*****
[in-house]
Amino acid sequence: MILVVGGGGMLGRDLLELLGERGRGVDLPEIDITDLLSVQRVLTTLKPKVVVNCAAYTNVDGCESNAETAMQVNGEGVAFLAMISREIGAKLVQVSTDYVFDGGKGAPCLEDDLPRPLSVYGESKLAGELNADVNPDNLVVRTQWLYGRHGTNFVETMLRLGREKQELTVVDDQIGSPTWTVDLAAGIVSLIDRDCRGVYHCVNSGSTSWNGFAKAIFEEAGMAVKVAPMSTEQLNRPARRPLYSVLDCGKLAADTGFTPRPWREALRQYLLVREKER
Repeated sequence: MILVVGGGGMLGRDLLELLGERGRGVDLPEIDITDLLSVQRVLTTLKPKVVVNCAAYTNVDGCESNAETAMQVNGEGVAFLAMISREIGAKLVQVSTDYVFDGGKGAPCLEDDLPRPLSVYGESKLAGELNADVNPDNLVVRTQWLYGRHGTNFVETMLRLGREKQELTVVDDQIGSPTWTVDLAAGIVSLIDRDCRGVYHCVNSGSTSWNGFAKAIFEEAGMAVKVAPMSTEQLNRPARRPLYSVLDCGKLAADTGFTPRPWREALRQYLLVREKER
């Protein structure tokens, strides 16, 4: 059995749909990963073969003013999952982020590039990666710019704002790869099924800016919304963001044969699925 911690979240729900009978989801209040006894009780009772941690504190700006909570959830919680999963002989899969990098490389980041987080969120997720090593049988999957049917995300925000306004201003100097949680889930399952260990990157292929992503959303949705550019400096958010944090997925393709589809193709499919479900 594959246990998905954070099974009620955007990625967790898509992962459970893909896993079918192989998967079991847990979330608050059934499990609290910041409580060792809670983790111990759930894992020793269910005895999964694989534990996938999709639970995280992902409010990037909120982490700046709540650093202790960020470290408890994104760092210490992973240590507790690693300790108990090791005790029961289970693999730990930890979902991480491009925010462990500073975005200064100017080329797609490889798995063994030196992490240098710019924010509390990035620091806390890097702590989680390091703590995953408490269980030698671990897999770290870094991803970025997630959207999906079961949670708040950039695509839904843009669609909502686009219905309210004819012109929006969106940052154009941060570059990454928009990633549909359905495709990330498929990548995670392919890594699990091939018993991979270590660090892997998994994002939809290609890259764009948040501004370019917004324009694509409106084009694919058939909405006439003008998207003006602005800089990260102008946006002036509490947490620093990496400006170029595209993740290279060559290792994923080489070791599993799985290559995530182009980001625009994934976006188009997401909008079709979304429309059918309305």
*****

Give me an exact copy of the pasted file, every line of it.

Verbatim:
[in-house]
Amino acid sequence: MILVVGGGGMLGRDLLELLGERGRGVDLPEIDITDLLSVQRVLTTLKPKVVVNCAAYTNVDGCESNAETAMQVNGEGVAFLAMISREIGAKLVQVSTDYVFDGGKGAPCLEDDLPRPLSVYGESKLAGELNADVNPDNLVVRTQWLYGRHGTNFVETMLRLGREKQELTVVDDQIGSPTWTVDLAAGIVSLIDRDCRGVYHCVNSGSTSWNGFAKAIFEEAGMAVKVAPMSTEQLNRPARRPLYSVLDCGKLAADTGFTPRPWREALRQYLLVREKER
Repeated sequence: MILVVGGGGMLGRDLLELLGERGRGVDLPEIDITDLLSVQRVLTTLKPKVVVNCAAYTNVDGCESNAETAMQVNGEGVAFLAMISREIGAKLVQVSTDYVFDGGKGAPCLEDDLPRPLSVYGESKLAGELNADVNPDNLVVRTQWLYGRHGTNFVETMLRLGREKQELTVVDDQIGSPTWTVDLAAGIVSLIDRDCRGVYHCVNSGSTSWNGFAKAIFEEAGMAVKVAPMSTEQLNRPARRPLYSVLDCGKLAADTGFTPRPWREALRQYLLVREKER
């Protein structure tokens, strides 16, 4: 059995749909990963073969003013999952982020590039990666710019704002790869099924800016919304963001044969699925 911690979240729900009978989801209040006894009780009772941690504190700006909570959830919680999963002989899969990098490389980041987080969120997720090593049988999957049917995300925000306004201003100097949680889930399952260990990157292929992503959303949705550019400096958010944090997925393709589809193709499919479900 594959246990998905954070099974009620955007990625967790898509992962459970893909896993079918192989998967079991847990979330608050059934499990609290910041409580060792809670983790111990759930894992020793269910005895999964694989534990996938999709639970995280992902409010990037909120982490700046709540650093202790960020470290408890994104760092210490992973240590507790690693300790108990090791005790029961289970693999730990930890979902991480491009925010462990500073975005200064100017080329797609490889798995063994030196992490240098710019924010509390990035620091806390890097702590989680390091703590995953408490269980030698671990897999770290870094991803970025997630959207999906079961949670708040950039695509839904843009669609909502686009219905309210004819012109929006969106940052154009941060570059990454928009990633549909359905495709990330498929990548995670392919890594699990091939018993991979270590660090892997998994994002939809290609890259764009948040501004370019917004324009694509409106084009694919058939909405006439003008998207003006602005800089990260102008946006002036509490947490620093990496400006170029595209993740290279060559290792994923080489070791599993799985290559995530182009980001625009994934976006188009997401909008079709979304429309059918309305």